Rocky Isle iPhone Game Review.
It’s been a while since I played a good number-puzzle game. I used to love their simplicity and, most of the times, the twists that these games brought to old classics like Sudoku or Minesweeper. Rocky Isle may be a bit disappointing in the graphics department, but it’s a seriously great game for the iPhone and iPad.
How to play Rocky Isle?
If you’ve played any type of grid-based numeric puzzle game, you should be able to get the low-down of Rocky Isle in no time. Start out with the easy puzzles and the game has a very low learning curve. The hard puzzles however will have you pinned down in front of your iPhone for a few good minutes!
Rocky Isle is Sudoku meets Minesweeper. You have a grid, separated by lines into islands of different sizes. Every empty square on each island corresponds to one number, and you have to put numbers (from 1 to 7) into these squares to form a straight ranging from 1 to the number of squares a given island is comprised of.
A quick example is this. If an island has one square, you have to put down the number 1 in that square. If an island has four squares, then you have to arrange the number 1, 2, 3 and 4 into those squares. No one number can occur more than once on any give island.
Now this all sounds Sudoku to me. But there’s a catch. You can place a number more than once on a row or column (not in an individual island though), but the number of squares that separates those two numbers must be equal or greater than the number itself.
You have to play it just once to get it and it’s all fun from there. Luckily, Rocky Isle also has a free version available so you can try it before you but it.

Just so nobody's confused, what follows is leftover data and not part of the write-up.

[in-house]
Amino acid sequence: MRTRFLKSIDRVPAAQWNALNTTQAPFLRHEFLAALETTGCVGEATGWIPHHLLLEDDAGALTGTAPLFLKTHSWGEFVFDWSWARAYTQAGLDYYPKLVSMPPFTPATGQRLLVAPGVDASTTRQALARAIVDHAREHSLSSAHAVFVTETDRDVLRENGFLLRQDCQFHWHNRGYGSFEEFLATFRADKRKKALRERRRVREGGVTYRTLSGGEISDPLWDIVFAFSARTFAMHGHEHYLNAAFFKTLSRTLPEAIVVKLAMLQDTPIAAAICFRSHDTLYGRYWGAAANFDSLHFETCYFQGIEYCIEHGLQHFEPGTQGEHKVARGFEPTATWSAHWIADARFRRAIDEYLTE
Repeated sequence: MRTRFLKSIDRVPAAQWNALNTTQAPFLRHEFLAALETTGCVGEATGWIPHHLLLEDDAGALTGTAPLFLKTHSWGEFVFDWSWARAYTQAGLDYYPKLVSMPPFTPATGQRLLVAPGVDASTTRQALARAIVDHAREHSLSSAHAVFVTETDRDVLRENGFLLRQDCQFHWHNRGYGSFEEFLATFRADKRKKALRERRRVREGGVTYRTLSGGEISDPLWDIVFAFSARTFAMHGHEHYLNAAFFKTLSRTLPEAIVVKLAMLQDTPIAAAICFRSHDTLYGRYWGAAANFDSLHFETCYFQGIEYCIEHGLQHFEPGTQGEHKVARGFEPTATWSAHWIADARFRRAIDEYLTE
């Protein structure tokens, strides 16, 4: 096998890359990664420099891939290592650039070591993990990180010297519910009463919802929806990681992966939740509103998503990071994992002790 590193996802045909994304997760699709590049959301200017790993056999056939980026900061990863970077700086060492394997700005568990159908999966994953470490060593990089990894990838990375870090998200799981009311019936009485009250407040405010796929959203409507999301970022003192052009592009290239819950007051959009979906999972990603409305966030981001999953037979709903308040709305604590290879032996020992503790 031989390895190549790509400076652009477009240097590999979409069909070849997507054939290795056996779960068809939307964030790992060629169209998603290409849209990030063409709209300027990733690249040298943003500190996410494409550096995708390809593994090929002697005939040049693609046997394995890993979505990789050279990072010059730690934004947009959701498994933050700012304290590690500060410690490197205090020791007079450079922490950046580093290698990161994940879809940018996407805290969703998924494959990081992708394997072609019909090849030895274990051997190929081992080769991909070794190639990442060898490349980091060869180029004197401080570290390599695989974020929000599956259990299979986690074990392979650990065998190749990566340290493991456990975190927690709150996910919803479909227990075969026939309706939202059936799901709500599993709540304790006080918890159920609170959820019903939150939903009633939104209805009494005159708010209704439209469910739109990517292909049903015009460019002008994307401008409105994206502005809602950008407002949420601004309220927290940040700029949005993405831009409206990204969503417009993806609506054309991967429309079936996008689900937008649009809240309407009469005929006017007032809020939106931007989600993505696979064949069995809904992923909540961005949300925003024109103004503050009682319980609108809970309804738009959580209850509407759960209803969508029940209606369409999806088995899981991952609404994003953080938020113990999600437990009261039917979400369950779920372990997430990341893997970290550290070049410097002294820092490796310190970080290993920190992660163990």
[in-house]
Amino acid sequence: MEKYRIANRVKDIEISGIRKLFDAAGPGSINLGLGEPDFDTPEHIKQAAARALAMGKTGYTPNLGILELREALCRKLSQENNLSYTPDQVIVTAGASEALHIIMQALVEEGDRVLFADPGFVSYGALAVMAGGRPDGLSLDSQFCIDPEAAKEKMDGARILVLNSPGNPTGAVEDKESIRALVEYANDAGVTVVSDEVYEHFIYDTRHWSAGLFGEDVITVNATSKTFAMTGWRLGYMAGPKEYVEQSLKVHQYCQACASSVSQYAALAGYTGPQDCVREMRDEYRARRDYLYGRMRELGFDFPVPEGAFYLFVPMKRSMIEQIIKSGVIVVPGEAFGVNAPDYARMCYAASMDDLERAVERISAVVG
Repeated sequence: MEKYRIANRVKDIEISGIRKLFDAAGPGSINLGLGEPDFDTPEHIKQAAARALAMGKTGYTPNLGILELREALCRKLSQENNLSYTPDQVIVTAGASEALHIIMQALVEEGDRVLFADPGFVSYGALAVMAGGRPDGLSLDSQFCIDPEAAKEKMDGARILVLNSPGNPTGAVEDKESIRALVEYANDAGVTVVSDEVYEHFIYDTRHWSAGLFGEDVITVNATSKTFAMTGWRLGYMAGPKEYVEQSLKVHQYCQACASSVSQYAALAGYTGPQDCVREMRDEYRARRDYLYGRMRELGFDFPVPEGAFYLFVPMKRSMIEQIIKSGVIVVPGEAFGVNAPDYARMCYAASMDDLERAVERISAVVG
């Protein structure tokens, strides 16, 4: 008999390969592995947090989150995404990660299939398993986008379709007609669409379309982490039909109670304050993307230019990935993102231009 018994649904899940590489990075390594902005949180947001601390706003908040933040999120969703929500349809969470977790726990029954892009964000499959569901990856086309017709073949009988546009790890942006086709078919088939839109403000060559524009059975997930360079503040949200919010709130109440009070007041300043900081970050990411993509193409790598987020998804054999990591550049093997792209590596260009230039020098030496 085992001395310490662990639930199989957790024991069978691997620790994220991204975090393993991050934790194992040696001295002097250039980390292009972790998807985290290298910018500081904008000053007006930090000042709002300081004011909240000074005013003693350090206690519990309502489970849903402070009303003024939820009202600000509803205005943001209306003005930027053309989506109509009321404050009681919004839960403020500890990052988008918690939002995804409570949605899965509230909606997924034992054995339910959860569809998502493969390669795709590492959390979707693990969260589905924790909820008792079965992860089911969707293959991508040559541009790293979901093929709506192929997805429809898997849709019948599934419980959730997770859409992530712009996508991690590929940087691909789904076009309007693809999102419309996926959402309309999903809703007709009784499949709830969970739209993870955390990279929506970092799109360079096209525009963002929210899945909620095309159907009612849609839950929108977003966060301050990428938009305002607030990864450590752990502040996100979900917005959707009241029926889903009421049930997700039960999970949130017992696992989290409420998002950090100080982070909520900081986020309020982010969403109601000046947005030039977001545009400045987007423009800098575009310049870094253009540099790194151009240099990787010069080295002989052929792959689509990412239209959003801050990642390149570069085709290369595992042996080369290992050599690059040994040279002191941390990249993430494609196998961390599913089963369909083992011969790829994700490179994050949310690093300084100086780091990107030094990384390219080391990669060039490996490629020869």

Rocky Isle promises more than 5,000 puzzles spread over 9 difficulty levels. That’s enough puzzles to keep you entertained for weeks!
A choice in graphics
Rocky Isle is called as such for a reason. The default version of the game will have you placing hills with a different number of peaks that match the numbers 1 through 7. This will have you looking weird at the game, trying to make out how many peaks a hill has. It’s a bit ridiculous really. Luckily, you can choose to play the basic numeric grid, and that makes the game worth it.
The game graphics though are boring. It seems to me that the developers had a choice between simple black-white graphics and a seriously awesome tropical island theme, with high-level details for the hills. They instead went with a 1995-MS-Paint-made style that might put off users. I personally would have gone with the black and white theme all the way. The game is all about the gameplay here, it’s all about the puzzle and the numbers. That’s why Sudoku is popular. It’s a simple as it can get (it gets printed in newspapers, right?).
Anyway, I would not let graphics get in the way of a good game, and for that reason I chose to always solve puzzles with the numeric grid and pay no attention to the boring colors the game has now. It’s a great game lacking in graphics, and graphics can always be added later on.
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